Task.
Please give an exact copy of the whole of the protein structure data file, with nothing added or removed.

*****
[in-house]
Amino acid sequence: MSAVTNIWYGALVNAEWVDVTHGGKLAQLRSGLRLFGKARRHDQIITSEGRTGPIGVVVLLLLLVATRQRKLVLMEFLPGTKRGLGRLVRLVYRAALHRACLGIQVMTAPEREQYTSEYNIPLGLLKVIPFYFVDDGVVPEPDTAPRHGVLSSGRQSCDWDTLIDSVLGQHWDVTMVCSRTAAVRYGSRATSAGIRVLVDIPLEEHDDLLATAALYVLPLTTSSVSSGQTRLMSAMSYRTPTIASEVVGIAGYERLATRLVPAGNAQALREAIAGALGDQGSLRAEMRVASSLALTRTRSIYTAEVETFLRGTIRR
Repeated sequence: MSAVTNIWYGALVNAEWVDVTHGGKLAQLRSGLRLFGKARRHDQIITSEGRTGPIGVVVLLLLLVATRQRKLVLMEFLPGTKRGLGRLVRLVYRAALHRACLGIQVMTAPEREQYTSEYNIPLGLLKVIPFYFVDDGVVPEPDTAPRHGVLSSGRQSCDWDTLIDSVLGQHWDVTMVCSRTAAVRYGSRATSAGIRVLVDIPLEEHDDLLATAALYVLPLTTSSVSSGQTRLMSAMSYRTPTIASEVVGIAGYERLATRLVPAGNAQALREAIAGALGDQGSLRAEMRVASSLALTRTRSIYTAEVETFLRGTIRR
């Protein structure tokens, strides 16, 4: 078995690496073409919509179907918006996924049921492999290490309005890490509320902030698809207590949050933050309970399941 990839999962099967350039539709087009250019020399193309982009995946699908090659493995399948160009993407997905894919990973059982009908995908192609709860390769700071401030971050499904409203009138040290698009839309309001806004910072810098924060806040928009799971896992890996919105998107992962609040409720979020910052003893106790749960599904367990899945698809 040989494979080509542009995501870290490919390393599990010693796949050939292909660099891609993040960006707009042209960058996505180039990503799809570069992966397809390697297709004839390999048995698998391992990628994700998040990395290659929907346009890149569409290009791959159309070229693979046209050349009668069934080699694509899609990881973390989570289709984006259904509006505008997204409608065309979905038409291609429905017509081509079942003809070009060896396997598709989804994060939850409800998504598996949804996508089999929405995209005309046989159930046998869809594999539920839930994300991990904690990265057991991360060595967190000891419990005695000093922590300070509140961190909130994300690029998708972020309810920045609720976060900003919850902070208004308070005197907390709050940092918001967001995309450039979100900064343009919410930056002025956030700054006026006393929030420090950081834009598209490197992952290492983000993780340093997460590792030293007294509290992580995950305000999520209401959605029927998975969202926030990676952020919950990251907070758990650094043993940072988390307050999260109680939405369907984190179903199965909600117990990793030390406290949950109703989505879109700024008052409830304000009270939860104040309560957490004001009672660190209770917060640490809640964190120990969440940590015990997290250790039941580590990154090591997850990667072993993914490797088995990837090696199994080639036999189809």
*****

[in-house]
Amino acid sequence: MSAVTNIWYGALVNAEWVDVTHGGKLAQLRSGLRLFGKARRHDQIITSEGRTGPIGVVVLLLLLVATRQRKLVLMEFLPGTKRGLGRLVRLVYRAALHRACLGIQVMTAPEREQYTSEYNIPLGLLKVIPFYFVDDGVVPEPDTAPRHGVLSSGRQSCDWDTLIDSVLGQHWDVTMVCSRTAAVRYGSRATSAGIRVLVDIPLEEHDDLLATAALYVLPLTTSSVSSGQTRLMSAMSYRTPTIASEVVGIAGYERLATRLVPAGNAQALREAIAGALGDQGSLRAEMRVASSLALTRTRSIYTAEVETFLRGTIRR
Repeated sequence: MSAVTNIWYGALVNAEWVDVTHGGKLAQLRSGLRLFGKARRHDQIITSEGRTGPIGVVVLLLLLVATRQRKLVLMEFLPGTKRGLGRLVRLVYRAALHRACLGIQVMTAPEREQYTSEYNIPLGLLKVIPFYFVDDGVVPEPDTAPRHGVLSSGRQSCDWDTLIDSVLGQHWDVTMVCSRTAAVRYGSRATSAGIRVLVDIPLEEHDDLLATAALYVLPLTTSSVSSGQTRLMSAMSYRTPTIASEVVGIAGYERLATRLVPAGNAQALREAIAGALGDQGSLRAEMRVASSLALTRTRSIYTAEVETFLRGTIRR
């Protein structure tokens, strides 16, 4: 078995690496073409919509179907918006996924049921492999290490309005890490509320902030698809207590949050933050309970399941 990839999962099967350039539709087009250019020399193309982009995946699908090659493995399948160009993407997905894919990973059982009908995908192609709860390769700071401030971050499904409203009138040290698009839309309001806004910072810098924060806040928009799971896992890996919105998107992962609040409720979020910052003893106790749960599904367990899945698809 040989494979080509542009995501870290490919390393599990010693796949050939292909660099891609993040960006707009042209960058996505180039990503799809570069992966397809390697297709004839390999048995698998391992990628994700998040990395290659929907346009890149569409290009791959159309070229693979046209050349009668069934080699694509899609990881973390989570289709984006259904509006505008997204409608065309979905038409291609429905017509081509079942003809070009060896396997598709989804994060939850409800998504598996949804996508089999929405995209005309046989159930046998869809594999539920839930994300991990904690990265057991991360060595967190000891419990005695000093922590300070509140961190909130994300690029998708972020309810920045609720976060900003919850902070208004308070005197907390709050940092918001967001995309450039979100900064343009919410930056002025956030700054006026006393929030420090950081834009598209490197992952290492983000993780340093997460590792030293007294509290992580995950305000999520209401959605029927998975969202926030990676952020919950990251907070758990650094043993940072988390307050999260109680939405369907984190179903199965909600117990990793030390406290949950109703989505879109700024008052409830304000009270939860104040309560957490004001009672660190209770917060640490809640964190120990969440940590015990997290250790039941580590990154090591997850990667072993993914490797088995990837090696199994080639036999189809």